• Traders commonly try to replace negative self-talk with positive self-talk during trading. This is a mistake. When traders are immersed in the market and focused on the screen, they are not engaging in self-talk at all.
  • Perfectionism is the most common source of performance anxiety among traders. Traders tend to be achievement-oriented and often set lofty goals for themselves.These performance goals contribute to tension when the goals are not met. In general, it makes sense to replace performance goals with process goals. Instead of setting a goal of making $250,000 a year, a trader should, for example, set a goal of following a trading plan (entries, position sizes, exits) on 90+% of all occasions.
  • Perfectionism leads traders to overtrade. Overtrading is the most common source of losses among the traders I’ve interviewed. Traders overtrade when they feel internal pressures to make money that blind the trader to what is happening in the markets at the time. Trading when volatility is low, trading outside one’s trading plan or strengths, trading to make up a loss, and trading imprudently large size are examples of overtrading.
  • Traders that master performance anxiety at one level of size (e.g., 5 contracts) frequently re-encounter it once they meaningfully increase their size (50 contracts). We generally calibrate our emotions by the dollar amounts we make or lose. This makes a fifty contract trade much more difficult for traders than a five contract trade, even though the setups may be identical.
  • Traders often think they have worse psychological problems than they actually have. When performance anxiety patterns have interfered with trading for a considerable period of time, traders often become convinced that they have deeply-seated emotional problems that need intensive psychotherapy. Often, the self-perception that one is damaged—that one is emotionally unfit—is a larger problem than the performance anxiety itself, which is a very solvable problem.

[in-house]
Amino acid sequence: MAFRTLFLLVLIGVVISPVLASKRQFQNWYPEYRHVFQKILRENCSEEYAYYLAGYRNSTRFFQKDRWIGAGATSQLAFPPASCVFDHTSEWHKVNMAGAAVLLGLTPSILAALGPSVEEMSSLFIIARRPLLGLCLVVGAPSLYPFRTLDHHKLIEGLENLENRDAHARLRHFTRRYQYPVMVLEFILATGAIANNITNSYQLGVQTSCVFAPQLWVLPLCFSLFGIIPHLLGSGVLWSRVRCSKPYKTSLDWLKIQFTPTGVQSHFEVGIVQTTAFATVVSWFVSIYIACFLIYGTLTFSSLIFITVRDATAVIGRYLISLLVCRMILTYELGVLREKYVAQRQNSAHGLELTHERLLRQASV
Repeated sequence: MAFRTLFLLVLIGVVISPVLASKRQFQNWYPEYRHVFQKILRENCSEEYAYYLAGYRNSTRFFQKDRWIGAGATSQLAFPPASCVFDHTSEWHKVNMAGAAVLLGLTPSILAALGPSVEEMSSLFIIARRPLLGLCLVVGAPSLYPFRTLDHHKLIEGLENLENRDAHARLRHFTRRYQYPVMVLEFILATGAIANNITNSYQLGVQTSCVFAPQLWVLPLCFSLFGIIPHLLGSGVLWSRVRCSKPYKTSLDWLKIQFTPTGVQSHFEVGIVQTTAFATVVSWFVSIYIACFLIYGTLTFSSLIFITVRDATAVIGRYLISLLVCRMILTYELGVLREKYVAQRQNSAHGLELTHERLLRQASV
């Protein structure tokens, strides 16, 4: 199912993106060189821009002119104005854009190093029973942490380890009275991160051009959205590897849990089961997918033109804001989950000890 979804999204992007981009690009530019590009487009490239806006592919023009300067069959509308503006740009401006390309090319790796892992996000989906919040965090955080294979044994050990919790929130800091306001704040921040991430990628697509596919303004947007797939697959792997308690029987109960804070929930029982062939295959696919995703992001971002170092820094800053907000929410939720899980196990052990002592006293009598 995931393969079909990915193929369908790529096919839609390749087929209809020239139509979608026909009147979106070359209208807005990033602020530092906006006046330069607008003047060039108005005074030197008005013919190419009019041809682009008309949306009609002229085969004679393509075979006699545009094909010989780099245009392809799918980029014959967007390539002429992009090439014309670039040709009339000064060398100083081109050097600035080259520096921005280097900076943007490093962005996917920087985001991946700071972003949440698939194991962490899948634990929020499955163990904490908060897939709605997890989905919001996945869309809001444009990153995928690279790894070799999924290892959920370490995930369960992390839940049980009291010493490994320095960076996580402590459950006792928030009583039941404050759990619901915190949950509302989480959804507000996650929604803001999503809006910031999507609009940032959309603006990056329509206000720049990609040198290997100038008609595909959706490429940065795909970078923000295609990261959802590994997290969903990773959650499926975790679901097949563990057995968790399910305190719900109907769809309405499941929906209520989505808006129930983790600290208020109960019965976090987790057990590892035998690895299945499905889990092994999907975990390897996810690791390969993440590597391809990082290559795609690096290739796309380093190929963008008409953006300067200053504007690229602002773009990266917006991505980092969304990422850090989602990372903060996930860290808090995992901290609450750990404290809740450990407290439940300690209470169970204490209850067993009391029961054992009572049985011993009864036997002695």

To be sure, there are problems other than ones related to performance fears that can interfere with trading. Many of these are described in my book. The unique thing about performance anxiety is that it can afflict highly successful traders every bit as much as rookies. This is because the root of much of the anxiety—perfectionism—tends to be present in the most achievement-oriented and successful individuals. It is truly a double-edged sword.

Somewhere between the extremes of performance pressure and complacent laziness is a happy medium where traders can focus on self-improvement without sabotaging their results. Trading is like dating: You want to keep initial expectations reasonable, enjoy it while it’s happening, and learn from it once it’s over. In the second and final article in this series, I will take a look at strategies traders can use to overcome performance

Brett N. Steenbarger, Ph.D. is Associate Professor of Psychiatry and Behavioral Sciences at SUNY Upstate Medical University in Syracuse, NY. He is also an active trader and writes occasional feature articles on market psychology for MSN’s Money site ( The author of The Psychology of Trading (Wiley; January, 2003), Dr. Steenbarger has published over 50 peer-reviewed articles and book chapters on short-term approaches to behavioral change. His new, co-edited book The Art and Science of Brief Therapy (American Psychiatric Press) is due for publication during the first half of 2004.


Recommended reading – 6 ways to transform your trading experiences


In Quantum science, Dark matter, by definition, is unseen, and almost impossible to detect, but its existence is implied by its measurable impacts on visible matter. I like to think of all those little things I don’t see, that effect my trading negatively, as my personal dark matter. The experiences that every seasoned trader has as they learn to trade are universal, they only differ in their individual intensities; Risking too much, chasing trades, greed, punishment, glass ceilings, elation, depression, loss, shock, bulletproof- do these sound familiar?

The truth is, trading successfully is a learnable skill. It really is. However, there are key areas where we all need to be vigilant and forever focusing on improving. Depending on who you are, some of these areas will be easier than others. Below are all the key areas I feel are of primary importance to get right first, in order to change your subsequent trades: